Soon after Dutch resistance fighter Teengs Gerritsen was put in the concentration camp at Natzweiler by the Gestapo in 1943, he fell ill with pneumonia and was placed in a hospital with five members of the French Maquis who had just been caught by the SS.
"One of them was already dead and two of the others had bullets in their lungs but they began to softly sing the 'Marseillaise' together," Gerritsen recalled recently at Washington's Army and Navy Club. "When the Gestapo guards heard them, they filled hypodermic needles with gasoline and injected and murdered each one of the Frenchmen on the spot. I never got the injection and to this day I don't know why. I would have liked to have met that Gestapo fellow after the war and ask him why he didn't inject me."
Another time, Gerritsen said he hid himself in a toolshed when the concentration camp commandant ordered the prisoners to appear at roll call on Christmas Day. Gerritsen remembers that the commandant was drunk and picked out six prisoners to be hanged that night.
"One of them was the man standing in my place," Gerritsen said. "They never noticed that I was missing and that is why I am alive today."
Gerritsen, a legend in The Netherlands because of such stories, came to the United States to help celebrate the 200th anniversary of Dutch-American friendship and to honor the members of the Dutch resistance and the U.S. Office of Strategic Services who lost their lives in Holland during World War II.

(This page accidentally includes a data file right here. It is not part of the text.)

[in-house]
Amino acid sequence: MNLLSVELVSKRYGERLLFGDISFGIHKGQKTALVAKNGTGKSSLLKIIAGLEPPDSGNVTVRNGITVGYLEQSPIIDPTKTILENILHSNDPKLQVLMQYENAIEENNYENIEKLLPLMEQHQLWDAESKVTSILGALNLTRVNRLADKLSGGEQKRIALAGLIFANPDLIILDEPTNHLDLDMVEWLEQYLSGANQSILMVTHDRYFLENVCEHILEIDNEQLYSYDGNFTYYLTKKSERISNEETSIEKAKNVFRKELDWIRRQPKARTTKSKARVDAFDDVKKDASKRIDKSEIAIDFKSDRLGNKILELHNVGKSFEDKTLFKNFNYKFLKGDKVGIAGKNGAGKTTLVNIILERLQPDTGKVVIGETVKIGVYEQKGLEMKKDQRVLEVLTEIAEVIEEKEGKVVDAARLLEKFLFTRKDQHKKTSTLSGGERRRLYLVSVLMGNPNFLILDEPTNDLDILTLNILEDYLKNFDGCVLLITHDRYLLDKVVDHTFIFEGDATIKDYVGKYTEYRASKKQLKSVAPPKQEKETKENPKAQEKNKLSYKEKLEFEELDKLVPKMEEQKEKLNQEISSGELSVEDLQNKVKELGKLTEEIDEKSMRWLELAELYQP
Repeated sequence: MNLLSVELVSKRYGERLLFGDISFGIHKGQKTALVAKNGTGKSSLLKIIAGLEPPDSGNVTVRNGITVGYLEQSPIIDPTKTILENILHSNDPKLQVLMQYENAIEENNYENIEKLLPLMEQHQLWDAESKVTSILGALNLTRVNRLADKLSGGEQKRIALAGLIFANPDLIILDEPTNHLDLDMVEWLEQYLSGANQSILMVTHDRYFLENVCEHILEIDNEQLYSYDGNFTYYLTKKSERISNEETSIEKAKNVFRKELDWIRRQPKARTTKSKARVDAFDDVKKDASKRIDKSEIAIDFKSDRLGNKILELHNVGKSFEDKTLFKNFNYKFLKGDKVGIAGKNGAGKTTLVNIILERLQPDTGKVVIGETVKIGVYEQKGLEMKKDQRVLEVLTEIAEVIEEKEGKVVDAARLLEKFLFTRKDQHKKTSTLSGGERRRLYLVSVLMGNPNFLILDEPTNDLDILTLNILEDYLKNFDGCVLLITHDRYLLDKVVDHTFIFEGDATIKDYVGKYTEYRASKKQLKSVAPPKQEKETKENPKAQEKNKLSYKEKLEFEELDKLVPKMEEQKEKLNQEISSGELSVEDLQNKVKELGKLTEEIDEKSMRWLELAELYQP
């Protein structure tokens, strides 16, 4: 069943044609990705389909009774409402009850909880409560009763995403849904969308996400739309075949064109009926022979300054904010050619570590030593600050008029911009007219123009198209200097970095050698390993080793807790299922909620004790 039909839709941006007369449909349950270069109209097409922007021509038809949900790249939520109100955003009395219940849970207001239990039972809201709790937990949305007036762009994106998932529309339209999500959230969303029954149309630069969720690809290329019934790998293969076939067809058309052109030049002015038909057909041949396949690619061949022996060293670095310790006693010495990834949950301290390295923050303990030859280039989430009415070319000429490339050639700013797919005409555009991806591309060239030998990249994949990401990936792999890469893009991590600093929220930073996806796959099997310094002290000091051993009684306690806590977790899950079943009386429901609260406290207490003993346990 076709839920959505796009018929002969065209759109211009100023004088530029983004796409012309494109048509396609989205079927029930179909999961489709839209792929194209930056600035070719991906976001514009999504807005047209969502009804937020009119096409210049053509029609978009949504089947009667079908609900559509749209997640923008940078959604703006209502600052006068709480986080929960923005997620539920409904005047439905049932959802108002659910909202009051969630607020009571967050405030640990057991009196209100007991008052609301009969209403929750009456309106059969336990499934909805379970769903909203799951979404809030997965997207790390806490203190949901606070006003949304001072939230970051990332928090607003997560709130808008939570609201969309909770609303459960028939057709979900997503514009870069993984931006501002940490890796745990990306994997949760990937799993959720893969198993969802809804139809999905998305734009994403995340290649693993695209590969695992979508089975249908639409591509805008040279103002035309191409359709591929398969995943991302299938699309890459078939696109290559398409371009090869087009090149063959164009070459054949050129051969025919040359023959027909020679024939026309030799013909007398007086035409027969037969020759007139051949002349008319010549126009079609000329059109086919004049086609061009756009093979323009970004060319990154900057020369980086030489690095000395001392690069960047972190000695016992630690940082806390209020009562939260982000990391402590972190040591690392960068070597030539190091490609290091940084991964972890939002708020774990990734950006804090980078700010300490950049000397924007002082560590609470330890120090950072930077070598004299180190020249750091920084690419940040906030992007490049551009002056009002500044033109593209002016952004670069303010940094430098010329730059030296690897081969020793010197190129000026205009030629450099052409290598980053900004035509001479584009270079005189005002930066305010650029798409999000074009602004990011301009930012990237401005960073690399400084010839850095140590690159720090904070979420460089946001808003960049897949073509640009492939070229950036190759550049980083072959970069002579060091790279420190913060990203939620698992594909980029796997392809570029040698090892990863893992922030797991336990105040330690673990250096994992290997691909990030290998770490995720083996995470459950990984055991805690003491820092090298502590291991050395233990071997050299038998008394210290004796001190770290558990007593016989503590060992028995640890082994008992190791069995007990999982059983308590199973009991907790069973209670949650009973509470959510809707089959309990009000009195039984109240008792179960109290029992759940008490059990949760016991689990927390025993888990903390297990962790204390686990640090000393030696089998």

Gerritsen wasn't the only Dutch resistance fighter to make the trip. Men with names like van den Heuvel, Hofmeester, Hergarden, Zeegers, Peijnenburg and van Lanschot also came and told their stories. Among the many listeners were Prince Bernhard, Dutch Ambassador J.H. Lubbers and Central Intelligence Agency Director William J. Casey, who had been liaison chief between the OSS in London and the Dutch resistance during the war.
Dutch resistance was stronger than most of the rest of occupied Europe. Three months after the war began, Queen Wilhelmina, from exile in London, ordered the Dutch to resist. More than 10,000 Dutch resistance fighters were captured and killed by the Germans, fully half the Dutch resistance force.
Gerritsen was caught in a scene that could have come right out of the movie "Casablanca." Two men wearing black leather overcoats showed up one day at his office in the Ministry of Import and Export, showed him their papers and took him off to prison. "Most of my friends were already there when I was brought into the prison," Gerritsen said. "We had a traitor in our ranks. I suppose you can't avoid it."